On termination, under Prop. Regs. Sec. 1.1361-5(b), the former QSub is deemed to have acquired from its parent immediately before the termination its assets and liabilities in exchange for stock of a new corporation. Typically, this termination is tax-free under Sec. 351. Gain may result under Sec. 357(c), however, from the termination of QSub status if the QSub's liabilities are greater than the adjusted basis of its assets or, under Sec. 357(b), if nonbona fide debt is transferred to the new corporation. Thus, if credit card debt related to an S shareholder's personal expenditures was transferred to the new corporation, theoretically, all liabilities transferred would be treated as boot and lead to taxable gain at the parent level. In addition, the new corporation requires a year-end choice, accounting method elections, etc.
After termination of a QSub election, the corporation generally may not elect S status or reelect QSub status for five tax years, under Prop. Regs. Sec. 1.1361-5(d)(1). IRS consent is required to elect S status or reelect QSub status before the five-year period expires. Prop. Regs. Sec. 1.1361-5(c) provides that a taxpayer may obtain relief from an inadvertent termination of a QSub election under the standards for obtaining relief from an inadvertent termination of an S election under Regs. Sec. 1.1362-4 (generally, a more-than-50% change in ownership). However, under Prop. Regs. Sec. 1.1361-5(d), if a QSub election terminates because of a disposition of the corporation's stock, the corporation, without IRS consent, may make an S or QSub election before the five-year period expires, if certain conditions are met.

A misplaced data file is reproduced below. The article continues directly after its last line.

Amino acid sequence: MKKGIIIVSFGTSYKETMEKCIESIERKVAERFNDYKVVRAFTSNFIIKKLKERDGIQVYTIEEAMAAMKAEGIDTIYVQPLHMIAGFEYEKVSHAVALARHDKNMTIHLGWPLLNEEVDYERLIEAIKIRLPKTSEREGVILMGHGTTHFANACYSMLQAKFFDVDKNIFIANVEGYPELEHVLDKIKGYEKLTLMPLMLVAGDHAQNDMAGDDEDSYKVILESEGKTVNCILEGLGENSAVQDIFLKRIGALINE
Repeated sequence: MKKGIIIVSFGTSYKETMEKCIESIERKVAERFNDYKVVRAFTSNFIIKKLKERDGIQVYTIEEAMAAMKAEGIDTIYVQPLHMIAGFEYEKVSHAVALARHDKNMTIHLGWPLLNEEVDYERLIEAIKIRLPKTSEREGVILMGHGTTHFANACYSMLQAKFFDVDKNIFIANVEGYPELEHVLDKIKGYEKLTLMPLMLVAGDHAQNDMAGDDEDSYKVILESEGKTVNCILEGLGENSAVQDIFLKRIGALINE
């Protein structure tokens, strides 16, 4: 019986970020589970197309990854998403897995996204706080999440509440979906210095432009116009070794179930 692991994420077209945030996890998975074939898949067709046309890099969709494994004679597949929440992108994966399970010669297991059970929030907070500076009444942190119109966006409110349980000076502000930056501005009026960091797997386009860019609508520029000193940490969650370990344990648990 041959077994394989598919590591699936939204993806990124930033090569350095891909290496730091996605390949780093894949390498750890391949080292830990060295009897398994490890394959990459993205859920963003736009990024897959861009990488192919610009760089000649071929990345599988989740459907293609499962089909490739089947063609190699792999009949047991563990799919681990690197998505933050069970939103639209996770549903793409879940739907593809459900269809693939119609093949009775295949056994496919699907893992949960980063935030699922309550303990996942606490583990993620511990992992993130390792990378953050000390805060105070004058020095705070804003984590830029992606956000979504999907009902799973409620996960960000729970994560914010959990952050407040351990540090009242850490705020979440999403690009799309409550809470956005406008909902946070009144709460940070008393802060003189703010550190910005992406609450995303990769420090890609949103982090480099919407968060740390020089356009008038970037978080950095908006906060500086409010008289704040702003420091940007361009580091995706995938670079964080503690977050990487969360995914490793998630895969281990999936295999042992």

One of the more complex issues that arises in electing QSub status is the potential application of the step-transaction doctrine. Prop. Regs. Sec. 1.1361-4(a)(2) provides that the steptransaction doctrine applies to QSubs. In addition, IRS officials have indicated that the step-transaction doctrine will apply to QSub elections that are part of an overall series of transactions.(6) An IRS official has stated that, if a QSub election is part of a larger transaction that includes, for example, an acquisition of stock immediately before the election, the tax consequences of the overall transaction will be analyzed under general principles of tax law, including the step-transaction doctrine.(7)